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they may not be voting on election day in 17 days, but when they grow up, many of america's children will certainly have the chance to. one children's book author is trying to get kids interested in the process right now. lisa sylvester caught up with him. >> reporter: we hear the ads. we hear the chatter. sometimes, it's hard to figure out what it all means. it's tough enough for adults, even harder if you're a child. >> i think mitt romney and barack obama are still running for president? >> every present has to be good at kissing babies. i don't know why, though. >> jobs are low right now, and right now most things aren't made in usa. right now we're giving off money and china is getting stuff. >> reporter: does that give you an idea about the lens through
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which kids view politics. >> i think kids probably pick up more than we give them credit for, because they're exposed to it. even if they're just watching television with mom and dad. >> reporter: that's where nick bruel comes in. new york times best selling author and illustrator of the popular "bad kitty" series. his latest book is "bad kitty for president." >> i wanted to create a book that would be fun and interesting for kids about this whole process, that this country goes through. >> bruel's character decides to run for president kuchg on things from caucuses to political ads to campaign finance of the and the third graders at shaunee elementary in pennsylvania can't get enough.
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>> i think they're picking up a lot. books like this and other things we do in the school system. >> reporter: sure it will be 2024 before they can vote, but teaching civics early on can make a difference. >> why did you pick a cat, why didn't you pick a dog? >> they can't vote themselves, but they can go up to their mom or dad who ever is in the house, say hey you, have you registered to vote yet? >> reporter: when he started the book his goal was to create a store i that children loved and inform them along the way. >> when i'm writing the stories about kitty, i don't think of her as a cat. i think of her as a little kid who happens to be shaped like a cat. >> it is funny. i think it helps kids learn. >> i didn't know that they have to go through so many things to finally get to be president. >> reporter: proving you're never too young to learn. lisa sylvester, cnn, washington.
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a skathing report about harassment and discrimination complaints on capitol hill. up next, why the bad behavior may be costing taxpayers millions of dollars. p [ ross ] we are in the dades gorge, high up in the atlas mountains of morocco. have you seen this road we're going down? ♪ there is no relief for the brakes.
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. if you're frustrated with what's happening or isn't happening on capitol hill these days, a skathing new report.
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here's dana bash. >> reporter: florida democrat the case was dispoliced mac court but it's one example of a sharply rising number of harassment and discrimination complaints by congressional employees. 142 people made claims in 2011 and settlements cost $461,366. >> why are my tax dollars going to settle cases of people who are not treating their employees well? >> well, in an ideal world members of congress wouldn't be discriminating against their workers. >> deborah cats is an attorney. two years ago he admitted to tickling his male stafferers. katz things the number of her cases is higher, but congressional aids are too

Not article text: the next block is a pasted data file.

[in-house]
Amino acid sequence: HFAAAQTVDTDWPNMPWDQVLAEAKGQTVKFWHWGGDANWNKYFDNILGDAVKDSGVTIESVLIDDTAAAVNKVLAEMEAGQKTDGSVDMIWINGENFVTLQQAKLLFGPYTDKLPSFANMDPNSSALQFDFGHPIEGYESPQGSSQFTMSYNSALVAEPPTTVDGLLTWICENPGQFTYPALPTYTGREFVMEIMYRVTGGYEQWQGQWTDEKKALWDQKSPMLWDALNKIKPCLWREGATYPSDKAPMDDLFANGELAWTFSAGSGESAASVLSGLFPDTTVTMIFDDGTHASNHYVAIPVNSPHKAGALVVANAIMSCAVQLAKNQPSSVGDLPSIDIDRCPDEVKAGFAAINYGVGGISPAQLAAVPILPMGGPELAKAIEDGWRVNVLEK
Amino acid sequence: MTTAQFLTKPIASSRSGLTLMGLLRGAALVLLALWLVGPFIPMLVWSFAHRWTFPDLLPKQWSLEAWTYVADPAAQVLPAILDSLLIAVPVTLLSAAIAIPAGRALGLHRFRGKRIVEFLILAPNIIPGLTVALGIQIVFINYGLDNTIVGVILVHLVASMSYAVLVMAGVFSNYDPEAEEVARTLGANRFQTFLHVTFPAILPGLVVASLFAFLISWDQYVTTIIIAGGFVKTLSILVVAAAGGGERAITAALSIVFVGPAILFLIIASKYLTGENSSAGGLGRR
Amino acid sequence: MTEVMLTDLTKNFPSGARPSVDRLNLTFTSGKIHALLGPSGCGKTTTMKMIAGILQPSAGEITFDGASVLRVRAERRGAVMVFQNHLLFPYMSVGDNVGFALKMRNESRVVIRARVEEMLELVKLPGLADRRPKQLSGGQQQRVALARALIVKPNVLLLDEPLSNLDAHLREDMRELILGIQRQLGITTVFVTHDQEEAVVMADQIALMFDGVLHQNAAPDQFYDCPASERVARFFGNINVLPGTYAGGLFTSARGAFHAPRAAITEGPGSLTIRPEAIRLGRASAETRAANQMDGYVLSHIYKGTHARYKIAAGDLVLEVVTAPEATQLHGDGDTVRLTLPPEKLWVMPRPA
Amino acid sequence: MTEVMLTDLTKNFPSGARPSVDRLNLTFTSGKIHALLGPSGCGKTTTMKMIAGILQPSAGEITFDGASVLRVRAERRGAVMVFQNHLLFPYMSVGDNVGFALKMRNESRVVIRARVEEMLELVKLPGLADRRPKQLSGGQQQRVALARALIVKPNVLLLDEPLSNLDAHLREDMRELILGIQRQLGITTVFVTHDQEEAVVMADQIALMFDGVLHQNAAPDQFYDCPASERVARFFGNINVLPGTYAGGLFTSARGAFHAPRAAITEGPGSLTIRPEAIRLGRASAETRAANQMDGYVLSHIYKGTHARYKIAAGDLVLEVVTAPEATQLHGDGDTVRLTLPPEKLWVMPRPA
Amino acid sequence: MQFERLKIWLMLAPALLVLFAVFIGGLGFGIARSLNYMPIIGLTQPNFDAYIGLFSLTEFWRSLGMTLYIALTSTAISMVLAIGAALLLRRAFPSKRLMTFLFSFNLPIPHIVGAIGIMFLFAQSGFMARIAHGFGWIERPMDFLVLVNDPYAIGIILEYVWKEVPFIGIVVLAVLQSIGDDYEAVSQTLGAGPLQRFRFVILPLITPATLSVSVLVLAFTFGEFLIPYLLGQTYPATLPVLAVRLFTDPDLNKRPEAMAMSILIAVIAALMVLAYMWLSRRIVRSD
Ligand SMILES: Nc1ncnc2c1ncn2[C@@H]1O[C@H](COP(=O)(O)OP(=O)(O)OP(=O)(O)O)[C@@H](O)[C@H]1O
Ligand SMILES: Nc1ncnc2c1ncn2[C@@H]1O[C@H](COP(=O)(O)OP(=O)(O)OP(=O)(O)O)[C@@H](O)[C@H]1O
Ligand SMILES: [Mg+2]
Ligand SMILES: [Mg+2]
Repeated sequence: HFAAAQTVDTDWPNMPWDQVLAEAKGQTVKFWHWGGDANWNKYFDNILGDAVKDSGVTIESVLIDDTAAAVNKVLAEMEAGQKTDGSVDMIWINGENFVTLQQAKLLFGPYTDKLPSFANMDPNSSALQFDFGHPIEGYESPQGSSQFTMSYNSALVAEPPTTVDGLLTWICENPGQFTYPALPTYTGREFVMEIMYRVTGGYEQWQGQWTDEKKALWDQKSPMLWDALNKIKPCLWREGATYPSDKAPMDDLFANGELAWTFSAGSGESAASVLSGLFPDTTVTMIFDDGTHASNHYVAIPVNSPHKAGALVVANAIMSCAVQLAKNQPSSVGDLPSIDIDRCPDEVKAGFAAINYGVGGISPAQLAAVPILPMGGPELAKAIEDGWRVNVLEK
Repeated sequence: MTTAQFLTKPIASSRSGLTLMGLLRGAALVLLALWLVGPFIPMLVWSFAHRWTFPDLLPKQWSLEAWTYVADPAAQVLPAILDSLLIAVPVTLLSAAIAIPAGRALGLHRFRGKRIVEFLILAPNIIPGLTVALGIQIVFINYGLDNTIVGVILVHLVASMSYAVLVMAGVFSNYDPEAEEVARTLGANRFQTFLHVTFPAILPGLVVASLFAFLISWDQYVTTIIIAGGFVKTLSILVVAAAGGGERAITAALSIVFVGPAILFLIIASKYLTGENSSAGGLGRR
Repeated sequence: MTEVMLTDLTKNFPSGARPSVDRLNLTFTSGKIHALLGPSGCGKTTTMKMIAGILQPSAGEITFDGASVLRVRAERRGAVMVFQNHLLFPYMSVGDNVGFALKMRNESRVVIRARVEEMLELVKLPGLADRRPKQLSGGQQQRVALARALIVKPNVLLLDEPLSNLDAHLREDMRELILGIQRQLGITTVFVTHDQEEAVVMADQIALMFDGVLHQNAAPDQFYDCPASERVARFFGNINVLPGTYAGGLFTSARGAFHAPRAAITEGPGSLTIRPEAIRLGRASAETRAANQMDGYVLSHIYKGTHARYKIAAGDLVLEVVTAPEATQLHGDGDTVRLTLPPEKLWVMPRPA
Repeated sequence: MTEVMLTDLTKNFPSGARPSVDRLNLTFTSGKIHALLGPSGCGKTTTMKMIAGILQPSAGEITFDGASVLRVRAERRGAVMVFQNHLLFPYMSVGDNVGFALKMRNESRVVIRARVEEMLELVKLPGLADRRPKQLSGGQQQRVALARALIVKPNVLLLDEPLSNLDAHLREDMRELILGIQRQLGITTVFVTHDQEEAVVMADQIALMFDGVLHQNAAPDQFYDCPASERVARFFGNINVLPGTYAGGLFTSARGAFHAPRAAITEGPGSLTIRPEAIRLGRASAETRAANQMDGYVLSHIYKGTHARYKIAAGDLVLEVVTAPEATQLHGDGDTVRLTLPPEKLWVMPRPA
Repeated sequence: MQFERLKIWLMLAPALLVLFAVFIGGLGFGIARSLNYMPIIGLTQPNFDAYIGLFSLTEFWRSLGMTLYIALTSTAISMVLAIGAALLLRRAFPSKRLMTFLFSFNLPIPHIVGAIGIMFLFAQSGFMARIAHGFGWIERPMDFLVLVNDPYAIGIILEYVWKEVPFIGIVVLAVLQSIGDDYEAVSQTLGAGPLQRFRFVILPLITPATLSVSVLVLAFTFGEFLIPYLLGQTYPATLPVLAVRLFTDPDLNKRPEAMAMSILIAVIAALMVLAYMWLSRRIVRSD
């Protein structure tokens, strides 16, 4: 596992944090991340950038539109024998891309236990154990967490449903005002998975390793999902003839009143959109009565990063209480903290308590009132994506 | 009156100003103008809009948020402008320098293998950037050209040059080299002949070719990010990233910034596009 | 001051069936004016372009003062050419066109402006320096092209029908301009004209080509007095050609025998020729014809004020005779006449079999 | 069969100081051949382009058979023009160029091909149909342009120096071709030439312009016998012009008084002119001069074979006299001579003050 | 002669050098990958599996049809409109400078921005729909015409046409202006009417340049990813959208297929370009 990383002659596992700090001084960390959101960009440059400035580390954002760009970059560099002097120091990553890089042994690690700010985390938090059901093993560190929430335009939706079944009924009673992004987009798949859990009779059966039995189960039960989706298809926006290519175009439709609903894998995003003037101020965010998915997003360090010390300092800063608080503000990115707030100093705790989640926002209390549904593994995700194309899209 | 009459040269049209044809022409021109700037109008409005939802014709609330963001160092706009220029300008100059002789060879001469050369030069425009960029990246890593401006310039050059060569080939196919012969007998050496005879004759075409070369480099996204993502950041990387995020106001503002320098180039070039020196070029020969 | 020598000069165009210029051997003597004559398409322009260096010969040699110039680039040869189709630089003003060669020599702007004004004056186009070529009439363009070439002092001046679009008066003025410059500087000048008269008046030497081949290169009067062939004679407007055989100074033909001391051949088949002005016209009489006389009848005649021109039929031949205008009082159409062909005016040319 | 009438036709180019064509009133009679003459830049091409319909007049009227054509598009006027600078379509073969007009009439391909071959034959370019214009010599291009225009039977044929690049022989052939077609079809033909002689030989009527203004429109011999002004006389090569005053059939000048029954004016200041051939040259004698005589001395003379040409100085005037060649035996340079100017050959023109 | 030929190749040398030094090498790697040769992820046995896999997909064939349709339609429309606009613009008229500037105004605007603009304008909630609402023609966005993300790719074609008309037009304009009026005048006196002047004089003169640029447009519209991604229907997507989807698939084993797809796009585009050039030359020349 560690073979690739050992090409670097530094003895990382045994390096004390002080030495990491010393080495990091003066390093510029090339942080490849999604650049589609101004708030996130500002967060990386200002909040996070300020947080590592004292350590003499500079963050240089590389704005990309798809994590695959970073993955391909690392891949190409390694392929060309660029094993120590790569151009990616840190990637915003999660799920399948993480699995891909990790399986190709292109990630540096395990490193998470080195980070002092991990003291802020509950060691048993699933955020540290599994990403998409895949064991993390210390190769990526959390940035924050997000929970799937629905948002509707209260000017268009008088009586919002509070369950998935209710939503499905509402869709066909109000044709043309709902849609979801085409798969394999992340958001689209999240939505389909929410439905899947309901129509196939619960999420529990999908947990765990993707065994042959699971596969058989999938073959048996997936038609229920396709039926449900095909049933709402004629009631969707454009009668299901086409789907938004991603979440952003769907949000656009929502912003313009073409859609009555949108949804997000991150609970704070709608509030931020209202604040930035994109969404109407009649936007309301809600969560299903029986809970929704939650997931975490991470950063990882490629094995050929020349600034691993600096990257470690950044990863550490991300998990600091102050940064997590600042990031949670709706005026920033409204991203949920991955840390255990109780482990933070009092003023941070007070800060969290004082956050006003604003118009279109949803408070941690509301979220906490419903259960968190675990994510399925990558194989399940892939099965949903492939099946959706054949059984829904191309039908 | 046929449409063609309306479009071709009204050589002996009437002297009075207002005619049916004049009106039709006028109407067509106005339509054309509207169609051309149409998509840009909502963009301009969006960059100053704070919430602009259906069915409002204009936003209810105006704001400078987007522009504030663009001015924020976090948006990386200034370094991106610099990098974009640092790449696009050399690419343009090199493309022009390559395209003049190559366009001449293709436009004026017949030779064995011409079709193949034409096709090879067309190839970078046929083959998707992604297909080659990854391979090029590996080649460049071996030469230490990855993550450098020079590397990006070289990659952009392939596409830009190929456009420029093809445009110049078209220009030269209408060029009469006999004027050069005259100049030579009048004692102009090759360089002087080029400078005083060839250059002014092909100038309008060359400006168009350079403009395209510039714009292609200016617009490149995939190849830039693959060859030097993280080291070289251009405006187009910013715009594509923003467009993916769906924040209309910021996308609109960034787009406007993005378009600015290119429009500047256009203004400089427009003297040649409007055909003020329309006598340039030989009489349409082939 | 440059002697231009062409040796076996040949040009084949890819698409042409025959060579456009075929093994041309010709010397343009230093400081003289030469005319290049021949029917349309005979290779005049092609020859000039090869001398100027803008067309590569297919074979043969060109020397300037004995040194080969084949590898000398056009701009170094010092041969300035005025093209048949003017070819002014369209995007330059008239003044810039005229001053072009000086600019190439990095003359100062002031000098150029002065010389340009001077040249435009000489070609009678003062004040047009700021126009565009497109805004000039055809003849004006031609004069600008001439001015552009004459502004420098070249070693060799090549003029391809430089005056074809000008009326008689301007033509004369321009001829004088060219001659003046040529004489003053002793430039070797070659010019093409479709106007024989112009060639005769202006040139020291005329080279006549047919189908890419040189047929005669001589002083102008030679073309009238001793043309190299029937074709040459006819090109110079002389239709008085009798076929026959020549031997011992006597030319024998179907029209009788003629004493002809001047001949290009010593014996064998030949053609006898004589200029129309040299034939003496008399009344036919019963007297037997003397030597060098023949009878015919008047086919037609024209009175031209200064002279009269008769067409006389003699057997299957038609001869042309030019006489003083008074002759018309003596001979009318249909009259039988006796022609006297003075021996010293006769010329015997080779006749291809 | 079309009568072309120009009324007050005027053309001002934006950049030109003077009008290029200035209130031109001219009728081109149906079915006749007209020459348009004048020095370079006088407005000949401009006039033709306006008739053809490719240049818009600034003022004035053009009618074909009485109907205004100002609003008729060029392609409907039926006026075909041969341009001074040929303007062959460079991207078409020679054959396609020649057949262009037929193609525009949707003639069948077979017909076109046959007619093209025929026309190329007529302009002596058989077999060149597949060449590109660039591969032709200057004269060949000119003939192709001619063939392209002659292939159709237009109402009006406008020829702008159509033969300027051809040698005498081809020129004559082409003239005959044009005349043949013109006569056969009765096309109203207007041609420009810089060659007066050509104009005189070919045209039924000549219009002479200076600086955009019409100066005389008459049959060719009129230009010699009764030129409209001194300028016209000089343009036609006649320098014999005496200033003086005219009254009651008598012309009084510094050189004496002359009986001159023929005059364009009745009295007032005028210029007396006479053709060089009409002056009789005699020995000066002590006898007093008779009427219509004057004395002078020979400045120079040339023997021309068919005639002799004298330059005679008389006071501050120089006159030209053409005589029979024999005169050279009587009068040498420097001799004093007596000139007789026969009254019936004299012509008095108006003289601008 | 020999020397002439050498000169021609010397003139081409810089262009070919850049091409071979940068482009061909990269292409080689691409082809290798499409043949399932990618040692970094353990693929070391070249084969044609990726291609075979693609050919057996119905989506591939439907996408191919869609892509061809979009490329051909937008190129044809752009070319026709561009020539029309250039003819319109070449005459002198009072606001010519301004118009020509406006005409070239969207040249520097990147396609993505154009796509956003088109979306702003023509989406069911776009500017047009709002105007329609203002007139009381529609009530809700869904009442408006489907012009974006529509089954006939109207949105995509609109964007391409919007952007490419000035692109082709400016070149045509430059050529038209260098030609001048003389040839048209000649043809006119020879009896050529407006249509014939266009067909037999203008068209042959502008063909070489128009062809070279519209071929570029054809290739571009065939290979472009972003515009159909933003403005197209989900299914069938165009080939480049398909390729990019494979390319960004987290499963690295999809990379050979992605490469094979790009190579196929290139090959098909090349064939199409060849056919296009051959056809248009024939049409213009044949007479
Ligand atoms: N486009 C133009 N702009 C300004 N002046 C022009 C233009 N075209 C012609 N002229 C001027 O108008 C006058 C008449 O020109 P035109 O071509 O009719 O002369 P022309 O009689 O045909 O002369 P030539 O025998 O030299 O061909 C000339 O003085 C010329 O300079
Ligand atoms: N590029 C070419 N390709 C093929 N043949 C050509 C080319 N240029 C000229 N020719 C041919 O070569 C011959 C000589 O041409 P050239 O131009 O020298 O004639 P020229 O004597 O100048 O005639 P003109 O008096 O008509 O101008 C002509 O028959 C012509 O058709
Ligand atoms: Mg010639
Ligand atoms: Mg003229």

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intimidated to complain. >> it's young aspiring people who want political careers, who want to do great things, who believe in the parties. they don't want to be disloyal and they know that by filing a complaint against these very powerful people, it's the end of their careers, functionally. >> reporter: before a complaint is filed, the first step is a request for confidential counseling and often a person alleges more than one claim. in 2011, there were 196. that's up from 2010. and if you look at this graph, a significant climb since 2008. the report also tracks retaliation. last year, there were 108 cases of bosses retaliating against employees. most complaints come from police officers and capitol support workers, in less political jobs with unions who inform them of their rights. that's not the case for congressional employees. see this? workers' rights on the wall at cnn. that's required by law. but members of congress are exempt from posting that. the report also unearthed how
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inaccessible the capitol is to people with disabilities, listing 154 so-called barriers to access. 84 pose safety risks. this curb ramp right outside the house building is a classic example of a safety risk. look at this. the cracks are so wide and the slope is so steep that wheelchairs can easily flip over. in fact, 95% of all curb ramps outside house office buildings are not compliant with the american disabilities act. this is a law, of course, that congress itself passed. the fact that people in wheelchairs can't get up on a curb to get to what's supposed to be the people's house -- >> is disgraceful. >> reporter: one bright spot, we did happen to see one curb ramp being fixed. dana bash, cnn, capitol hill. airline pilots love to tell passengers what they can see outside their windows. in the case of a rescue at sea, a captain had to ask his passengers to look for something, and lucky for one sailor, they found him.